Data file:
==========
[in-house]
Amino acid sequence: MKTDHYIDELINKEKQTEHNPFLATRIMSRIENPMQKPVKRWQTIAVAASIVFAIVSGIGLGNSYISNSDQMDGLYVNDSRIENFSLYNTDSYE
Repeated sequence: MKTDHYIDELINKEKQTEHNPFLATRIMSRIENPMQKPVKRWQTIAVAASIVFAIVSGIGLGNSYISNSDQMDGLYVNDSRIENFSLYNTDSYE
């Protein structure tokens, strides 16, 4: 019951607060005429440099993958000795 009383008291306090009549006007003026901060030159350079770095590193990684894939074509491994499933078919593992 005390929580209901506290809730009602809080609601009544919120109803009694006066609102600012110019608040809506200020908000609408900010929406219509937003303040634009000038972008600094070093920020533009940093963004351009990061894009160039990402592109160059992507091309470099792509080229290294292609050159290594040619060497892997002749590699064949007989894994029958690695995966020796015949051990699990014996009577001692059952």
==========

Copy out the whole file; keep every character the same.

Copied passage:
[in-house]
Amino acid sequence: MKTDHYIDELINKEKQTEHNPFLATRIMSRIENPMQKPVKRWQTIAVAASIVFAIVSGIGLGNSYISNSDQMDGLYVNDSRIENFSLYNTDSYE
Repeated sequence: MKTDHYIDELINKEKQTEHNPFLATRIMSRIENPMQKPVKRWQTIAVAASIVFAIVSGIGLGNSYISNSDQMDGLYVNDSRIENFSLYNTDSYE
């Protein structure tokens, strides 16, 4: 019951607060005429440099993958000795 009383008291306090009549006007003026901060030159350079770095590193990684894939074509491994499933078919593992 005390929580209901506290809730009602809080609601009544919120109803009694006066609102600012110019608040809506200020908000609408900010929406219509937003303040634009000038972008600094070093920020533009940093963004351009990061894009160039990402592109160059992507091309470099792509080229290294292609050159290594040619060497892997002749590699064949007989894994029958690695995966020796015949051990699990014996009577001692059952």